Not quite as easy as it looks. I’ve tweaked the categories to suit my reading style, and because I wanted to push disappointments to one site and simply celebrate some of the books I’ve read and the books I’ve discovered.

Here are my six sixes:

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Six books illuminated by wonderful voices from the twentieth century

Lolly Willowes by Sylvia Townsend Warner
The Diary of a Provincial Lady by E M Delafield
The English Air by D E Stevenson
The Castle on the Hill by Elizabeth Goodge
Nine Coaches Waiting by Mary Stewart
The Magic Toyshop by Angela Carter

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Six books from the present that took me to the past

The Visitors by Rebecca Maskell
Jonathan Strange and Mr Norrell by Susanna Clarke
An Appetite for Violets by Martine Bailey
Turning the Stones by Debra Daley
The True and Splendid History of the Harristown Sisters by Michelle Lovric
Sugar Hall by Tiffany Murray

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Six books from the past that pulled me back there

Wired Love by Ella Cheever Thayer
Esther Waters by George Moore
Griffith Gaunt by Charles Reade
Nine Pounds of Luggage by Maud Parrish
The Count of Monte Christo by Alexandre Dumas
Can You Forgive Her? by Anthony Trollope

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Six books that introduced me to interesting new authors

Wake by Anna Hope
Still She Wished for Company by Margaret Irwin
The Lie of You: I Will Have What is Mine by Jane Lythell
Mr Perrin and Mr Traill by Hugh Walpole
My Salinger Year by Joanna Rakoff
None-Go-By by Mrs Alfred Sidgwick

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Six successful second meeting with authors

The Auction Sale by C H B Kitchin
The Twelfth Hour by Ada Leverson
A Hundred Pieces of Me by Lucy Dillon
Wild Strawberries by Angela Thirkell
Mrs Westerby Changes Course by Elizabeth Cadell
Her by Harriet Lane

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Six used books added to my shelves

The Heroes of Clone by Margaret Kennedy
The Serial Garden by Joan Aiken
Portrait of a Village by Francis Brett Young
The West End Front by Matthew Sweet
The Stag at Bay by Rachel Ferguson
Elizabeth’s Women by Tracy Boorman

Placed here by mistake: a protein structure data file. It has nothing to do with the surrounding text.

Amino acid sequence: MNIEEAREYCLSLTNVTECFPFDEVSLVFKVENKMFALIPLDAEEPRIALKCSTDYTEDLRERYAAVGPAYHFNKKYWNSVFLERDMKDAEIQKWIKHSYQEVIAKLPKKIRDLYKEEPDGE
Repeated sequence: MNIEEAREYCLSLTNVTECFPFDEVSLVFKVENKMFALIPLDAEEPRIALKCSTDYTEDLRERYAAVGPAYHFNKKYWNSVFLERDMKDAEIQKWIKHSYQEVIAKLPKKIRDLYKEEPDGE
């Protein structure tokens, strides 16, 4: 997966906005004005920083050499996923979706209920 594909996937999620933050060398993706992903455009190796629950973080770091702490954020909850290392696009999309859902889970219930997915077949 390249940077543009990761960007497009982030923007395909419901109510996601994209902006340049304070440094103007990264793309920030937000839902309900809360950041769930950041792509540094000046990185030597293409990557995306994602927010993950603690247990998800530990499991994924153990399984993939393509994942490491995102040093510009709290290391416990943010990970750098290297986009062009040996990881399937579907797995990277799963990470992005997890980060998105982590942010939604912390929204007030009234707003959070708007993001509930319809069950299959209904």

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Do think about putting your own sixes – it’s a great way of perusing your reading, and I’d love to read more lists.

Top Ten Tuesday: Best Books of the Year

I never seen to manage to catch themes and pull together lists for ‘Top Ten Tuesday’s at The Broke and the Bookish) at the right time, but this week I’ve finally done it!

Top Ten Books I’ve Read So Far This Year

I had to eliminate re-reads to have a hope of getting down to just ten books, and even after that I had to make some hard decisions, but I think I’ve done it

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The Visitors by Rebecca Mascull

A lovely and unusual coming of age story, set in Victorian England.

Jonathan Strange and Mr Norrell by Susanna Clarke

I was captivated by the wonderfully wrought story, of an England that had been rebuilt with have the history and presence of magic quite beautifully woven in.

The Diary of a Provincial Lady by E M Delafield

I was nervous about meeting the Provincial Lady, but when I did I found her such wonderful company that I quite forgot my shyness.

The English Air by D E Stevenson

This story of English and German cousins, set as World War II begins, shows D E Stevenson’s strengths and has almost none of her weaknesses.

The Count of Monte Cristo by Alexandre Dumas

Storytelling so rich, so profound, that it held me from start to finish of a ridiculously long book.

The Castle on the Hill by Elizabeth Goudge

A slow and thoughtful story of lives reshaped by war, and of the importance of having a place in the world, told with love and understanding.

Griffith Gaunt by Charles Reade

A Victorian novel that really should be better known: it grows from a melodrama, into a psychological novel, into a courtroom drama ….

An Appetite for Violets by Martine Bailey

A lovely mix of history, mystery, food and travel

Nine Coaches Waiting by Mary Stewart

I love Mary Stewart and I love governess stories, so this was heaven.

The True and Splendid History of the Harristown Sisters by Michelle Lovric

My book of the year to date. It took my breath away ….

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Which books would you pick out as your favourites this year?

Books read in 2014

JANUARY

The Visitors by Rebecca Mascull
The Moonstone by Wilkie Collins (re-read)
Wake by Anna Hope